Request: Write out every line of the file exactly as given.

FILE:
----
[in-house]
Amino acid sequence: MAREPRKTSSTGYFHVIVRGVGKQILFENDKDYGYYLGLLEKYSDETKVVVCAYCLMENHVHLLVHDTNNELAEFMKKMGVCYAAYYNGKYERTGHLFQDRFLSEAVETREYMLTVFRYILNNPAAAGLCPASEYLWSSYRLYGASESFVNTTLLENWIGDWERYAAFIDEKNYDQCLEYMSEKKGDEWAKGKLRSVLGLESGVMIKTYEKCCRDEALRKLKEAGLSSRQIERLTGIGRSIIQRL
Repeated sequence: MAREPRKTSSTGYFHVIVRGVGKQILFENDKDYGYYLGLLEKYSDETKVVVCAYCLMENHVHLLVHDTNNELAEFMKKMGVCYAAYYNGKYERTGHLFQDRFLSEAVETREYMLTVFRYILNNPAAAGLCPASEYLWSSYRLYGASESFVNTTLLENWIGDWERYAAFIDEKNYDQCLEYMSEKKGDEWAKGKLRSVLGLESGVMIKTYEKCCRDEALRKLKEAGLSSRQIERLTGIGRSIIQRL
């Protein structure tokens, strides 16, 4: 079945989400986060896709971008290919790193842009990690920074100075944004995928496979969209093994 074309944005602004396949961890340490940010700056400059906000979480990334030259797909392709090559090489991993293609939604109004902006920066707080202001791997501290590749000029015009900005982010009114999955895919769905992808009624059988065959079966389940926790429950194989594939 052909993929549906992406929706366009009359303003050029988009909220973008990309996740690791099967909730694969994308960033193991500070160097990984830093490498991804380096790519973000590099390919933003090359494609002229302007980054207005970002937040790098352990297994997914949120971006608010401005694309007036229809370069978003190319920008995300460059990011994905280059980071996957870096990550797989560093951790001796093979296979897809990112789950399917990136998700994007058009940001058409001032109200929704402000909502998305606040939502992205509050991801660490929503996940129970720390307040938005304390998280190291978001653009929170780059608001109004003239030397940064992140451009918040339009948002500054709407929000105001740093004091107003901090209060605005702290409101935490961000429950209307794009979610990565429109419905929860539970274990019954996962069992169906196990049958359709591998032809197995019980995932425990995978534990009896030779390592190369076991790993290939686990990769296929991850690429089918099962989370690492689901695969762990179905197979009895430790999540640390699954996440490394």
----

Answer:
[in-house]
Amino acid sequence: MAREPRKTSSTGYFHVIVRGVGKQILFENDKDYGYYLGLLEKYSDETKVVVCAYCLMENHVHLLVHDTNNELAEFMKKMGVCYAAYYNGKYERTGHLFQDRFLSEAVETREYMLTVFRYILNNPAAAGLCPASEYLWSSYRLYGASESFVNTTLLENWIGDWERYAAFIDEKNYDQCLEYMSEKKGDEWAKGKLRSVLGLESGVMIKTYEKCCRDEALRKLKEAGLSSRQIERLTGIGRSIIQRL
Repeated sequence: MAREPRKTSSTGYFHVIVRGVGKQILFENDKDYGYYLGLLEKYSDETKVVVCAYCLMENHVHLLVHDTNNELAEFMKKMGVCYAAYYNGKYERTGHLFQDRFLSEAVETREYMLTVFRYILNNPAAAGLCPASEYLWSSYRLYGASESFVNTTLLENWIGDWERYAAFIDEKNYDQCLEYMSEKKGDEWAKGKLRSVLGLESGVMIKTYEKCCRDEALRKLKEAGLSSRQIERLTGIGRSIIQRL
């Protein structure tokens, strides 16, 4: 079945989400986060896709971008290919790193842009990690920074100075944004995928496979969209093994 074309944005602004396949961890340490940010700056400059906000979480990334030259797909392709090559090489991993293609939604109004902006920066707080202001791997501290590749000029015009900005982010009114999955895919769905992808009624059988065959079966389940926790429950194989594939 052909993929549906992406929706366009009359303003050029988009909220973008990309996740690791099967909730694969994308960033193991500070160097990984830093490498991804380096790519973000590099390919933003090359494609002229302007980054207005970002937040790098352990297994997914949120971006608010401005694309007036229809370069978003190319920008995300460059990011994905280059980071996957870096990550797989560093951790001796093979296979897809990112789950399917990136998700994007058009940001058409001032109200929704402000909502998305606040939502992205509050991801660490929503996940129970720390307040938005304390998280190291978001653009929170780059608001109004003239030397940064992140451009918040339009948002500054709407929000105001740093004091107003901090209060605005702290409101935490961000429950209307794009979610990565429109419905929860539970274990019954996962069992169906196990049958359709591998032809197995019980995932425990995978534990009896030779390592190369076991790993290939686990990769296929991850690429089918099962989370690492689901695969762990179905197979009895430790999540640390699954996440490394």